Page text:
Eesha Srinivasan

Staff Writer

Haaniyah Faisal

Staff Writer

There are many women in our country who don’t have the means to buy their own menstrual hygiene products, simply because of their gender. In certain states, menstrual hygiene products and other products targeted towards women are highly taxed; called the “pink” or “tampon tax,” these items are priced this way because they are meant for women. However, there is a difference between the two — the “pink tax” is actually hiring the price of items meant for women, while the “tampon tax” is a tax on menstrual hygiene products. This pricing displays the blatant sexism within our state governments which must be rectified.

The so called “pink tax” dates back to the early 1990s, and since then, women have been forced to over pay for basic hygiene products. There are several reasons behind the existence of the “pink tax”, the main one being product discrimination. Many companies use this marketing strategy to target a certain group of people and make an increased profit off of them. In the case of the “pink tax”, they are solely targeting women. While manufacturing companies argue that pink products are more useful, there is no evidence that this is the case. Companies also use the product differentiation strategy to distinguish their products. They charge extra for feminine hygiene products, claiming that pink products are more costly to manufacture while overpricing products targetted towards women. For instance, men pay $5.49 for body wash, while women pay $7.49 for the same body wash, just as they must do for countless other items. Additionally, because menstrual hygiene products are taxed, menstruators of other genders are also affected.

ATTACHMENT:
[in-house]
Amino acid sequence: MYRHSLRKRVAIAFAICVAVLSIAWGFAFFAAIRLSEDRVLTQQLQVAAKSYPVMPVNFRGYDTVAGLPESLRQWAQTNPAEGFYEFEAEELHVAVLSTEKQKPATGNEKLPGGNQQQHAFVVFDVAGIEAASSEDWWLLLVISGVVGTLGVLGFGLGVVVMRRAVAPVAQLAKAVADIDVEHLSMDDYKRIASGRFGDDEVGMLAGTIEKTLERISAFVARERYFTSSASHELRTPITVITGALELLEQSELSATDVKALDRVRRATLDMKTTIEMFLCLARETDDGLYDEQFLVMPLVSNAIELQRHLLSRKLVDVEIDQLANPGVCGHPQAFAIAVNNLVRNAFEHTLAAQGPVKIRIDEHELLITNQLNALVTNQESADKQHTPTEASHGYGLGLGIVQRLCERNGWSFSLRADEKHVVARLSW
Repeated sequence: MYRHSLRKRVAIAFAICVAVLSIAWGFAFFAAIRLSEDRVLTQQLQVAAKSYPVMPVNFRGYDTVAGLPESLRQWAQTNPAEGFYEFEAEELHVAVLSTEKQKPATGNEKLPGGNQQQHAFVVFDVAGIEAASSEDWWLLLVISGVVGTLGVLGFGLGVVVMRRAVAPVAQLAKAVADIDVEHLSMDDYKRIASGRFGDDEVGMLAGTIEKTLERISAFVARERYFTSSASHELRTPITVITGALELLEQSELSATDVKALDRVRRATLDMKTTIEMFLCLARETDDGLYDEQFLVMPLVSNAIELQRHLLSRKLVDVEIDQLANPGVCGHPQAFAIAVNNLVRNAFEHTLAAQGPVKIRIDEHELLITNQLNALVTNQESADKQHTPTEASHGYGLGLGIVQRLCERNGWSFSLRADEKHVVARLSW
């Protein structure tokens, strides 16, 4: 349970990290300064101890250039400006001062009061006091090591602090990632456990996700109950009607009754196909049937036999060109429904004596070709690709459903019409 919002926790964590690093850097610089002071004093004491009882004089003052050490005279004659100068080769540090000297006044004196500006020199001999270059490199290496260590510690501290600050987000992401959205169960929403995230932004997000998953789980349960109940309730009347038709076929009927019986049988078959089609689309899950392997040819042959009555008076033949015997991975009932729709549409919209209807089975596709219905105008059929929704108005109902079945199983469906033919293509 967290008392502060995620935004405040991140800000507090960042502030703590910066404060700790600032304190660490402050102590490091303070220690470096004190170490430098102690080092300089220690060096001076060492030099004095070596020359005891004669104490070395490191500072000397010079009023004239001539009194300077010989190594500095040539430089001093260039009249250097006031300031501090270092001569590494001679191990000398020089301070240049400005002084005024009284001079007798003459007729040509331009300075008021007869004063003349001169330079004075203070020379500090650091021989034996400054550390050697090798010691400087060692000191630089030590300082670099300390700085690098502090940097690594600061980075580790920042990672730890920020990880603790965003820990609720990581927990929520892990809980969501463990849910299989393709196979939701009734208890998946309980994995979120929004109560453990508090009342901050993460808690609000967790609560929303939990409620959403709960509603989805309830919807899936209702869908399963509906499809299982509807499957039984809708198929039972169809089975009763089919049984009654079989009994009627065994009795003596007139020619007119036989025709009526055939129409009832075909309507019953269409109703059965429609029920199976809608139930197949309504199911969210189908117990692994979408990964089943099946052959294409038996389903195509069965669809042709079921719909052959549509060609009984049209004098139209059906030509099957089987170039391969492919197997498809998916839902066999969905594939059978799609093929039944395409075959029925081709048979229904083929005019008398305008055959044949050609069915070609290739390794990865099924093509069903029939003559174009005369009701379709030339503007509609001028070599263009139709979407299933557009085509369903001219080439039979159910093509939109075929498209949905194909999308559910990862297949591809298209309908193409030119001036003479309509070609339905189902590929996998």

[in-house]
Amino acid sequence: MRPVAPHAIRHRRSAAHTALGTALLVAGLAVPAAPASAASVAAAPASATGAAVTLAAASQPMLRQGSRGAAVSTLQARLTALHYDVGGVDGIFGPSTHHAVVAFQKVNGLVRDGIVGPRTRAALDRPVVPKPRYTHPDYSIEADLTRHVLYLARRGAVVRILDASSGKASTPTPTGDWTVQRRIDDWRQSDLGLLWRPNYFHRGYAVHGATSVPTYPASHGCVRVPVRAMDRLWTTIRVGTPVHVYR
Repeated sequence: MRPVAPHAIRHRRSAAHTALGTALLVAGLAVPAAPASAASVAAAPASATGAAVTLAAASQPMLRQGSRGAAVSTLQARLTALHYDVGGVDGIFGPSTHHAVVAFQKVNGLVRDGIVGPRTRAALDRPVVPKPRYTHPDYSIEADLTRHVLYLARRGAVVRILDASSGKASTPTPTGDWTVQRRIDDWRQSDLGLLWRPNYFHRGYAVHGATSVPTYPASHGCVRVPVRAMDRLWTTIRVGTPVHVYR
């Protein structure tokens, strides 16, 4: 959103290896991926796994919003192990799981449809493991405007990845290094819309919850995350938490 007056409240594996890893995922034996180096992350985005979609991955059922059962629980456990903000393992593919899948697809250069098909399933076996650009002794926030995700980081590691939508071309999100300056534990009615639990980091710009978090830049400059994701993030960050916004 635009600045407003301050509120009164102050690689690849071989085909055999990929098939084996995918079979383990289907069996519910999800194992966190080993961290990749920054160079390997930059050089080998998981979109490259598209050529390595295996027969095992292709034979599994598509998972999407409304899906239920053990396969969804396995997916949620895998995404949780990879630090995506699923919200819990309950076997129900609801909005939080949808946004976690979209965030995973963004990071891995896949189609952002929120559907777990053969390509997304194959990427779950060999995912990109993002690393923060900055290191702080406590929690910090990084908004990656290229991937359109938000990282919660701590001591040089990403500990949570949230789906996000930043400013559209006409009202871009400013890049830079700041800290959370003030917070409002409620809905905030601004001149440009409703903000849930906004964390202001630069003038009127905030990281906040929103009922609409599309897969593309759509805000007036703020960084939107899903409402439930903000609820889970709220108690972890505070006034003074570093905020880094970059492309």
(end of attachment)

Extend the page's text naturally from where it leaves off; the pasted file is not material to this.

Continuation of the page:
As seen from several companies’ marketing strategies, the “pink tax” is riddled with sexism, stemming from the stereotype of pink as a womans’ color. In fact, companies will use the “shrink it and pink it” method, providing lower quality items for women in pink to jack up the price, charging female consumers at least $82,000 just in the added expense of the tax. Luckily, an increasing number of states across the country are realizing how injudicious a tax on items meant for women is. 

However, in states where the “pink tax” is still prevalent, there are some steps women can take to be smart consumers. Buying products marketed towards men, like razors and shaving cream, or unisex products can significantly help lower the overall cost of living. Additionally, all people can advocate for equality, even if just by talking about this issue and some possible solutions with others. There are many small ways to advocate for change, which can often carry huge impacts. Tackling the “pink tax” isn’t just fixing flawed state laws — it’s lightening the load of injustices women face every day.

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